I actually enjoyed Cuba Gooding Jr. supporting role as Carter Wilson, Cecil Gaines’ butler co-worker and friend (even much more than I did Oprah Winfrey’s role as Gloria Gaines.) Gooding’s character brought most of the most humorous moments in the film, such that I had hoped to see even more of him.

I never really got into Oprah’s character role as Gloria Gaines as outstanding but I thought it was solid enough, just not a very memorable one. Not anything near what she’s done in Color Purple and The Women of Brewster Place. I actually thought she was portraying a role that many more inspiring veteran actresses could have done. But her big name and significant appearance in the film became attracting and appealed to movie-goers.

Terrence Howard had a brief appearance in the film but his very odd exit (hearsay news) from the film did not make him missed (and I didn’t see the infamous Howard/Oprah kiss that was much talked about). His role started out intriguing and entertaining earlier in the film, but it just wasn’t that developed, combined that with the odd exit, and it is not going to be memorable at all.

I thought the character role of model Yaya Alafia as Louis Gaines classmate and later on companion started out interesting as she was timid but grew into a more stronger personality and I thought her role was going to lead to a more dramatic finish but it didn’t. And just when I was introduced to Oyelowo’s younger brother (played by Elijah Kelley) in his own short humor, his exit was just as quick and abrupt as Terrence Howard’s. Very, very brief and underdeveloped. Because we saw so little of him, it was very difficult for me to have a really moving feeling when he exited the film.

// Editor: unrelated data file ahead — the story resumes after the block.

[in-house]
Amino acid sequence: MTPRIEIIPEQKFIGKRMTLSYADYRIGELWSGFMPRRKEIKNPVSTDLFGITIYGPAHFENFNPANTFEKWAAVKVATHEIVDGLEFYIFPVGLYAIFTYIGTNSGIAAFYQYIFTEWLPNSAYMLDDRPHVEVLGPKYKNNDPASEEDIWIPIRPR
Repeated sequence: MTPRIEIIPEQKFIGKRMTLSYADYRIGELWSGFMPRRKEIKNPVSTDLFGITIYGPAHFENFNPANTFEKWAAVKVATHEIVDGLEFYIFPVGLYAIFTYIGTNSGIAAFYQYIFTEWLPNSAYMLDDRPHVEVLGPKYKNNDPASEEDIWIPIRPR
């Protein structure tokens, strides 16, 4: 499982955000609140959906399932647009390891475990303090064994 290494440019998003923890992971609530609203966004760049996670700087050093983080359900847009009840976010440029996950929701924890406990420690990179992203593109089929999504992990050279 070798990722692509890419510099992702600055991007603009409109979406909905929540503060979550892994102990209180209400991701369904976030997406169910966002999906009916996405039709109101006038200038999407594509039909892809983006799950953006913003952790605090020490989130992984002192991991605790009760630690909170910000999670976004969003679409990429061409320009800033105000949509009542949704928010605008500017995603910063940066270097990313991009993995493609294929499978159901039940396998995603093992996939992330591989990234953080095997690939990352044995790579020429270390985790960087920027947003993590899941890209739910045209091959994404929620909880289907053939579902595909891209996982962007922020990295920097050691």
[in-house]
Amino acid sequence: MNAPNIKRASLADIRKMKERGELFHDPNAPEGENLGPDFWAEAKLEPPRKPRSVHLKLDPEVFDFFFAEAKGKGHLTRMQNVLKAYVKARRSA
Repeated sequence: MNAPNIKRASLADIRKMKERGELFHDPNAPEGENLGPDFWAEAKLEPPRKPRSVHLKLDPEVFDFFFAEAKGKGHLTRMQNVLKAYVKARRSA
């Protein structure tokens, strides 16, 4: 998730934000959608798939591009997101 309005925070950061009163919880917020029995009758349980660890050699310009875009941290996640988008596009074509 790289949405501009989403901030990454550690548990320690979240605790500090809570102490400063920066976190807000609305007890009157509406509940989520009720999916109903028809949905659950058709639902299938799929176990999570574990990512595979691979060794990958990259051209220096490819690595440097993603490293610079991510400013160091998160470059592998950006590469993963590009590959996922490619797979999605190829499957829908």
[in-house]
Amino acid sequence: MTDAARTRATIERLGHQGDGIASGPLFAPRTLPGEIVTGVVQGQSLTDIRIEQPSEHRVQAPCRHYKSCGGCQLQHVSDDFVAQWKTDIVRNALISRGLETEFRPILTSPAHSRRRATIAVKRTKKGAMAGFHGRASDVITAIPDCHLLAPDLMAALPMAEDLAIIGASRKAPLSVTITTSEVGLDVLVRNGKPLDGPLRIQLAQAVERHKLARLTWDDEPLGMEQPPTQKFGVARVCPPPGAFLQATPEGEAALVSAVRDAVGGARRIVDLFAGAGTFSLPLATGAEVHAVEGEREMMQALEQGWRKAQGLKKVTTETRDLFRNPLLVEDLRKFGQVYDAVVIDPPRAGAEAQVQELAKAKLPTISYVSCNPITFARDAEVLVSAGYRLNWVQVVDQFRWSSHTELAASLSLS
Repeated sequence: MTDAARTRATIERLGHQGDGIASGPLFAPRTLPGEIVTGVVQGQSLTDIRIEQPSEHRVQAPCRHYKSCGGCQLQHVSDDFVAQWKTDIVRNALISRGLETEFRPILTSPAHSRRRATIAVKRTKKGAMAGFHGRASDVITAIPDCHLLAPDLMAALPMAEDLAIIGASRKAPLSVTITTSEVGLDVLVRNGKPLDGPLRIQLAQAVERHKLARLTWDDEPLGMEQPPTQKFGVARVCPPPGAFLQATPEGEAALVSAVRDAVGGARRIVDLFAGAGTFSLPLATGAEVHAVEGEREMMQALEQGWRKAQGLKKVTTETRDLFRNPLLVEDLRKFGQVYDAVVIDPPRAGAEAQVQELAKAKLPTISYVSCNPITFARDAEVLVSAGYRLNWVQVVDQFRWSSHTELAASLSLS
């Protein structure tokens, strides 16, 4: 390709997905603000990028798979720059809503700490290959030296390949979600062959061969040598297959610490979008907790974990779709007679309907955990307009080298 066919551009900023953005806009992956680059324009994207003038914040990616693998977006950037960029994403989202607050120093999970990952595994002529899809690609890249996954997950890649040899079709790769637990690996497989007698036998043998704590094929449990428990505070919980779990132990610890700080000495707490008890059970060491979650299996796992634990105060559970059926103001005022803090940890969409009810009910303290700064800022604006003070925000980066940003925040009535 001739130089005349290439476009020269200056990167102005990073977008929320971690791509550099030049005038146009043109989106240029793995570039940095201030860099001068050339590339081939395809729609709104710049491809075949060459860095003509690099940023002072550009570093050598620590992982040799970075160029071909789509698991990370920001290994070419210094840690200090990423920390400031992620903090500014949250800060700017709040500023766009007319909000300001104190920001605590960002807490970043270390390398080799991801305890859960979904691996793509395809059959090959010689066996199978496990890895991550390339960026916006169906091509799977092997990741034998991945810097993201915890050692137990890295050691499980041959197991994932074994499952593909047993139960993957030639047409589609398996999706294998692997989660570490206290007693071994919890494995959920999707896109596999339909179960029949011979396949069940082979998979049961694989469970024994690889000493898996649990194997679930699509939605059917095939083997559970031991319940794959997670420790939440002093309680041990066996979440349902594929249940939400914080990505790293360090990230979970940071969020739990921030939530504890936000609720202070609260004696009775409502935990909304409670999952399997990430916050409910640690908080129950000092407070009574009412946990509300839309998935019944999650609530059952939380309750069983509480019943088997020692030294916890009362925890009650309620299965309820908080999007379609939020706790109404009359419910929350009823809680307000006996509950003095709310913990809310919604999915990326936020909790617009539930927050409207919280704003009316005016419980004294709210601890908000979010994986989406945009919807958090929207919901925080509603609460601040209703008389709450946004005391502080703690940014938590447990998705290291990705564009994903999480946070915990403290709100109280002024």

A small interest as Nelsan Ellis — best known as Lafayette from True Blood portrays Martin Luther King to have a brief conversation with young Louis Gaines, but like many of the presidents and other significant figures and faces, he was out of the film without showing the act. Ditto with JFK’s exit. This was probably my biggest peeves about the film. When a famous figure is quickly introduced and need to be developed more to get some kind of emotional rapport, they are quickly eliminated from the film without any act of showing how they passed (breaking TV or radio news). So it was odd and confusing moments that I didn’t connect with when they did move on.

I like that the film reflects upon several eventful historical moments and figure faces in several eras of the Civil Rights movement, but I wish it could have been better developed and more emotionally dramatic in some of the more dramatic events, but it still has its solid moments.

Rating: 3/5


Best Quotes


Cecil Gaines: [voice over] Outside the cotton field was even worse than I thought it would be. No one would give me a job, or food, or a place to sleep.
[we see Cecil wandering the streets]
Cecil Gaines: [voice over] Any white man could kill any of us at any time and not be punished for it. The law wasn’t on our side. The law was against us.
[we see Cecil coming across two African Americans that have been hung together, the same scene we’d seen at the beginning of the film; Cecil then comes across a pastry shop]


Cecil Gaines: [voice over] I was hungry all the time.